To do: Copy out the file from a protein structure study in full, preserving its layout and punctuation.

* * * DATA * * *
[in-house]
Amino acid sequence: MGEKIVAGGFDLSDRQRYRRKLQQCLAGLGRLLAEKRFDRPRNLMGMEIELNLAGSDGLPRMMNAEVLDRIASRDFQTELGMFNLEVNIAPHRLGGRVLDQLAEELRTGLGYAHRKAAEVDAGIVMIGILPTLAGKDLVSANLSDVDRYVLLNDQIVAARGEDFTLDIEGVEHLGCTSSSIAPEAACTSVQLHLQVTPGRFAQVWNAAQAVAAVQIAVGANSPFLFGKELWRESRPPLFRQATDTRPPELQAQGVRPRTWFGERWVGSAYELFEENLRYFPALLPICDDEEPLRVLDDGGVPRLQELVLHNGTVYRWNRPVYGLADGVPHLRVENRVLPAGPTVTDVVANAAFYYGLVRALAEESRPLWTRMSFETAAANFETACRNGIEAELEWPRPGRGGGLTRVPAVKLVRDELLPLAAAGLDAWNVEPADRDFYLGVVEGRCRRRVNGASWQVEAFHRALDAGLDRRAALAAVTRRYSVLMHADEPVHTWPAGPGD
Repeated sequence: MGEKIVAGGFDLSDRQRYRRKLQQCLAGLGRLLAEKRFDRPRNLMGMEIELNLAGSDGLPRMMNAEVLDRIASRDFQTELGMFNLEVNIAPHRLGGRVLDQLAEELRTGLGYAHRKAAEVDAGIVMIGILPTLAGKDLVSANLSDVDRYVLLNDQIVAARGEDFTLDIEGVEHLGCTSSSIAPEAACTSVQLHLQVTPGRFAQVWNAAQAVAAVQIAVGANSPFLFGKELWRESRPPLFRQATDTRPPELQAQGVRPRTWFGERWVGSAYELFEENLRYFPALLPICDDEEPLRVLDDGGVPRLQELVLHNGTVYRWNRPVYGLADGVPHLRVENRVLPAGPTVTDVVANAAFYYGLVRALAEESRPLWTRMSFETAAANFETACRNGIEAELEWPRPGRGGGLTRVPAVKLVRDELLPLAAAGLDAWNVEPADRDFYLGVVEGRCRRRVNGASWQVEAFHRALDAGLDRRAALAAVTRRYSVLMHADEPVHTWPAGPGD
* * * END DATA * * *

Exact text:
[in-house]
Amino acid sequence: MGEKIVAGGFDLSDRQRYRRKLQQCLAGLGRLLAEKRFDRPRNLMGMEIELNLAGSDGLPRMMNAEVLDRIASRDFQTELGMFNLEVNIAPHRLGGRVLDQLAEELRTGLGYAHRKAAEVDAGIVMIGILPTLAGKDLVSANLSDVDRYVLLNDQIVAARGEDFTLDIEGVEHLGCTSSSIAPEAACTSVQLHLQVTPGRFAQVWNAAQAVAAVQIAVGANSPFLFGKELWRESRPPLFRQATDTRPPELQAQGVRPRTWFGERWVGSAYELFEENLRYFPALLPICDDEEPLRVLDDGGVPRLQELVLHNGTVYRWNRPVYGLADGVPHLRVENRVLPAGPTVTDVVANAAFYYGLVRALAEESRPLWTRMSFETAAANFETACRNGIEAELEWPRPGRGGGLTRVPAVKLVRDELLPLAAAGLDAWNVEPADRDFYLGVVEGRCRRRVNGASWQVEAFHRALDAGLDRRAALAAVTRRYSVLMHADEPVHTWPAGPGD
Repeated sequence: MGEKIVAGGFDLSDRQRYRRKLQQCLAGLGRLLAEKRFDRPRNLMGMEIELNLAGSDGLPRMMNAEVLDRIASRDFQTELGMFNLEVNIAPHRLGGRVLDQLAEELRTGLGYAHRKAAEVDAGIVMIGILPTLAGKDLVSANLSDVDRYVLLNDQIVAARGEDFTLDIEGVEHLGCTSSSIAPEAACTSVQLHLQVTPGRFAQVWNAAQAVAAVQIAVGANSPFLFGKELWRESRPPLFRQATDTRPPELQAQGVRPRTWFGERWVGSAYELFEENLRYFPALLPICDDEEPLRVLDDGGVPRLQELVLHNGTVYRWNRPVYGLADGVPHLRVENRVLPAGPTVTDVVANAAFYYGLVRALAEESRPLWTRMSFETAAANFETACRNGIEAELEWPRPGRGGGLTRVPAVKLVRDELLPLAAAGLDAWNVEPADRDFYLGVVEGRCRRRVNGASWQVEAFHRALDAGLDRRAALAAVTRRYSVLMHADEPVHTWPAGPGD